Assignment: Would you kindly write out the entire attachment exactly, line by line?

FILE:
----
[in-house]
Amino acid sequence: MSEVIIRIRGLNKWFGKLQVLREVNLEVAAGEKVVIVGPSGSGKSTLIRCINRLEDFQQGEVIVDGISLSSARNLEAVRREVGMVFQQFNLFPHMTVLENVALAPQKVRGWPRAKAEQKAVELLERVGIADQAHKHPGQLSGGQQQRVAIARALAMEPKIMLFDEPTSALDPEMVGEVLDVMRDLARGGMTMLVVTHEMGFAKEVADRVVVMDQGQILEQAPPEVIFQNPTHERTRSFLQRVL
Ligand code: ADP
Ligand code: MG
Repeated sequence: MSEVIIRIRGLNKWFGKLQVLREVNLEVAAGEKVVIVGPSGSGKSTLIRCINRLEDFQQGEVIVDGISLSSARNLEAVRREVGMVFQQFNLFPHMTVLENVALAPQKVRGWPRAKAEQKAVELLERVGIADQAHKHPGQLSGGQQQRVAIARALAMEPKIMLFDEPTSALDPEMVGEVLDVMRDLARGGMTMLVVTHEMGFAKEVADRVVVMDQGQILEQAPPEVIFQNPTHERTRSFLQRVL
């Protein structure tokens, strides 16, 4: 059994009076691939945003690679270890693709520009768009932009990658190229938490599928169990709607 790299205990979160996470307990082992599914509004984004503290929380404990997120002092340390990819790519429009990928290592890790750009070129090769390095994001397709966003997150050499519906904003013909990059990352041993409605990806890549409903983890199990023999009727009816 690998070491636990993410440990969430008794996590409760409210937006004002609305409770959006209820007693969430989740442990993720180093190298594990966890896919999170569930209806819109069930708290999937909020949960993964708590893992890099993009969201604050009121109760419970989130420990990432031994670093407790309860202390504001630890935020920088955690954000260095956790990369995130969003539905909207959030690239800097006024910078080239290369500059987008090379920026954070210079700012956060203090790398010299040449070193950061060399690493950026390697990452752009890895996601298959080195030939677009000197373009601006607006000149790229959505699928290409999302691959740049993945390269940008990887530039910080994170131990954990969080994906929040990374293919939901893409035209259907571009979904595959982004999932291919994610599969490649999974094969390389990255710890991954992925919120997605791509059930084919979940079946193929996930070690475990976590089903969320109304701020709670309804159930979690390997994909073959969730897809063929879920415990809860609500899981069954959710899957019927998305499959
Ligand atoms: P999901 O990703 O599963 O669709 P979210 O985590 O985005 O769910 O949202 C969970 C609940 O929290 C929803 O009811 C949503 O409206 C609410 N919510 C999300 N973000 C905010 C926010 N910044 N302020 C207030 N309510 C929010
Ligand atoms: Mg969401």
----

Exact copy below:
[in-house]
Amino acid sequence: MSEVIIRIRGLNKWFGKLQVLREVNLEVAAGEKVVIVGPSGSGKSTLIRCINRLEDFQQGEVIVDGISLSSARNLEAVRREVGMVFQQFNLFPHMTVLENVALAPQKVRGWPRAKAEQKAVELLERVGIADQAHKHPGQLSGGQQQRVAIARALAMEPKIMLFDEPTSALDPEMVGEVLDVMRDLARGGMTMLVVTHEMGFAKEVADRVVVMDQGQILEQAPPEVIFQNPTHERTRSFLQRVL
Ligand code: ADP
Ligand code: MG
Repeated sequence: MSEVIIRIRGLNKWFGKLQVLREVNLEVAAGEKVVIVGPSGSGKSTLIRCINRLEDFQQGEVIVDGISLSSARNLEAVRREVGMVFQQFNLFPHMTVLENVALAPQKVRGWPRAKAEQKAVELLERVGIADQAHKHPGQLSGGQQQRVAIARALAMEPKIMLFDEPTSALDPEMVGEVLDVMRDLARGGMTMLVVTHEMGFAKEVADRVVVMDQGQILEQAPPEVIFQNPTHERTRSFLQRVL
């Protein structure tokens, strides 16, 4: 059994009076691939945003690679270890693709520009768009932009990658190229938490599928169990709607 790299205990979160996470307990082992599914509004984004503290929380404990997120002092340390990819790519429009990928290592890790750009070129090769390095994001397709966003997150050499519906904003013909990059990352041993409605990806890549409903983890199990023999009727009816 690998070491636990993410440990969430008794996590409760409210937006004002609305409770959006209820007693969430989740442990993720180093190298594990966890896919999170569930209806819109069930708290999937909020949960993964708590893992890099993009969201604050009121109760419970989130420990990432031994670093407790309860202390504001630890935020920088955690954000260095956790990369995130969003539905909207959030690239800097006024910078080239290369500059987008090379920026954070210079700012956060203090790398010299040449070193950061060399690493950026390697990452752009890895996601298959080195030939677009000197373009601006607006000149790229959505699928290409999302691959740049993945390269940008990887530039910080994170131990954990969080994906929040990374293919939901893409035209259907571009979904595959982004999932291919994610599969490649999974094969390389990255710890991954992925919120997605791509059930084919979940079946193929996930070690475990976590089903969320109304701020709670309804159930979690390997994909073959969730897809063929879920415990809860609500899981069954959710899957019927998305499959
Ligand atoms: P999901 O990703 O599963 O669709 P979210 O985590 O985005 O769910 O949202 C969970 C609940 O929290 C929803 O009811 C949503 O409206 C609410 N919510 C999300 N973000 C905010 C926010 N910044 N302020 C207030 N309510 C929010
Ligand atoms: Mg969401």